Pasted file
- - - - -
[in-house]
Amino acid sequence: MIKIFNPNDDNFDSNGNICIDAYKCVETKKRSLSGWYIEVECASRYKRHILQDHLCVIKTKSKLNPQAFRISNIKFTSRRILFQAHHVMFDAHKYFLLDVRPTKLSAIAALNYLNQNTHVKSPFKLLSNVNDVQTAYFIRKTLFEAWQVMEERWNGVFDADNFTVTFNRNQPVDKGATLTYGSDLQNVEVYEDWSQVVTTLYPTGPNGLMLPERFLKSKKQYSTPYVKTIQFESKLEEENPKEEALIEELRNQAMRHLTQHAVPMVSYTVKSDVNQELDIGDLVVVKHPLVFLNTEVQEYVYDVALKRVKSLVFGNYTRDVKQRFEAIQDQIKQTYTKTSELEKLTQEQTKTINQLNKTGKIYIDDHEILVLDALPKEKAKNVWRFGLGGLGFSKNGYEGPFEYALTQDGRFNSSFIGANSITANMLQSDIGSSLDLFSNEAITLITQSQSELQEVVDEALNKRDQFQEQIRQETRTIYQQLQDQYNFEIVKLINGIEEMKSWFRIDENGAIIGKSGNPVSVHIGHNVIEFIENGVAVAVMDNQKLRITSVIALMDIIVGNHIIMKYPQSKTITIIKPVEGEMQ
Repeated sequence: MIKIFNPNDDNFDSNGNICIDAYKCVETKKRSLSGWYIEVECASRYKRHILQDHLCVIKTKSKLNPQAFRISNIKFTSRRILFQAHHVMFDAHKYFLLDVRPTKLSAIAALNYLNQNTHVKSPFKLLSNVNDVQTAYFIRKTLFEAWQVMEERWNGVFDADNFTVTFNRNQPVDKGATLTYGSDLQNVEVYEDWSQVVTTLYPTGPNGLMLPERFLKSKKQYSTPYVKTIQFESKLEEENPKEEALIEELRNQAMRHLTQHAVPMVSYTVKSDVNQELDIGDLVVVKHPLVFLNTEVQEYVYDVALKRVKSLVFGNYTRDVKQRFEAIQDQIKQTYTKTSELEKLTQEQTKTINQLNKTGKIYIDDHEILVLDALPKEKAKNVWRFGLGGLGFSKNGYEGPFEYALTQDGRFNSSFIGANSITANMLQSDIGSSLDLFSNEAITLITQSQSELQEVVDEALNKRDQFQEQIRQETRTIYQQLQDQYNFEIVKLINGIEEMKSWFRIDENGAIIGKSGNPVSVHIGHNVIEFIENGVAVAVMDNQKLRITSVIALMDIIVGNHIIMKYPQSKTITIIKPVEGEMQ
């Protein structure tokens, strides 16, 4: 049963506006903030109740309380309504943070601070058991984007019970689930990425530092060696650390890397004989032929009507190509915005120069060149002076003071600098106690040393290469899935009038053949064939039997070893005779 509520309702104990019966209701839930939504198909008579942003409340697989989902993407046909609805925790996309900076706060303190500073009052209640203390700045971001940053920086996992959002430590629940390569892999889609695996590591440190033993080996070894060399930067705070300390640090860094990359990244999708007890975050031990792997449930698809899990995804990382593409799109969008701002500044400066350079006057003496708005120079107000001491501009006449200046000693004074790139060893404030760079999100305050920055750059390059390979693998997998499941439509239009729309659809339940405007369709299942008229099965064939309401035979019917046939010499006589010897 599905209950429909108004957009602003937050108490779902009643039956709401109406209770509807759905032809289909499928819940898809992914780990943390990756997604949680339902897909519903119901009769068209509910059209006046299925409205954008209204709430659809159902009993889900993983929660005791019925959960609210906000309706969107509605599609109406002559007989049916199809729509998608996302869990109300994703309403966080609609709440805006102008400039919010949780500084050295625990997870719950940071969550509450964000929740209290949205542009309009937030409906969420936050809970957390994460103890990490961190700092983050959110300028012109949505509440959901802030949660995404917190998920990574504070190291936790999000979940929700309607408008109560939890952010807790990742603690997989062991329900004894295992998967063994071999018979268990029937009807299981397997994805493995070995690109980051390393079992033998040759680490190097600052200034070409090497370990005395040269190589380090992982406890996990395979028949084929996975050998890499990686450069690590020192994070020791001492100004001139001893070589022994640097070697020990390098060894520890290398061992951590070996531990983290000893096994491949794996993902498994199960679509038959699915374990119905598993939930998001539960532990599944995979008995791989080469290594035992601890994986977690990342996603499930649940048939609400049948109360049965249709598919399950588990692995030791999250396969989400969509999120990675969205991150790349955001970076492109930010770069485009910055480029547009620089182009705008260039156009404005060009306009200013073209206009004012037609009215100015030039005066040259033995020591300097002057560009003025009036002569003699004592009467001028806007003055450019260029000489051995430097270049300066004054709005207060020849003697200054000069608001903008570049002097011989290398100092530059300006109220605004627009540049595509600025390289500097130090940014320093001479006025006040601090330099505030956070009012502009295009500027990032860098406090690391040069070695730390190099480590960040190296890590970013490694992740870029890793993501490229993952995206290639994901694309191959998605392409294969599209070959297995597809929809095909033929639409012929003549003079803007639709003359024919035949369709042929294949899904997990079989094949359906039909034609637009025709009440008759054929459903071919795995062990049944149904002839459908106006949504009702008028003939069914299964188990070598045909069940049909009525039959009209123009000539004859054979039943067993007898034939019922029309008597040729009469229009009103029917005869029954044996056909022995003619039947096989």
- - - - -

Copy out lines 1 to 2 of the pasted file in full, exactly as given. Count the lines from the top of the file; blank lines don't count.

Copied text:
[in-house]
Amino acid sequence: MIKIFNPNDDNFDSNGNICIDAYKCVETKKRSLSGWYIEVECASRYKRHILQDHLCVIKTKSKLNPQAFRISNIKFTSRRILFQAHHVMFDAHKYFLLDVRPTKLSAIAALNYLNQNTHVKSPFKLLSNVNDVQTAYFIRKTLFEAWQVMEERWNGVFDADNFTVTFNRNQPVDKGATLTYGSDLQNVEVYEDWSQVVTTLYPTGPNGLMLPERFLKSKKQYSTPYVKTIQFESKLEEENPKEEALIEELRNQAMRHLTQHAVPMVSYTVKSDVNQELDIGDLVVVKHPLVFLNTEVQEYVYDVALKRVKSLVFGNYTRDVKQRFEAIQDQIKQTYTKTSELEKLTQEQTKTINQLNKTGKIYIDDHEILVLDALPKEKAKNVWRFGLGGLGFSKNGYEGPFEYALTQDGRFNSSFIGANSITANMLQSDIGSSLDLFSNEAITLITQSQSELQEVVDEALNKRDQFQEQIRQETRTIYQQLQDQYNFEIVKLINGIEEMKSWFRIDENGAIIGKSGNPVSVHIGHNVIEFIENGVAVAVMDNQKLRITSVIALMDIIVGNHIIMKYPQSKTITIIKPVEGEMQ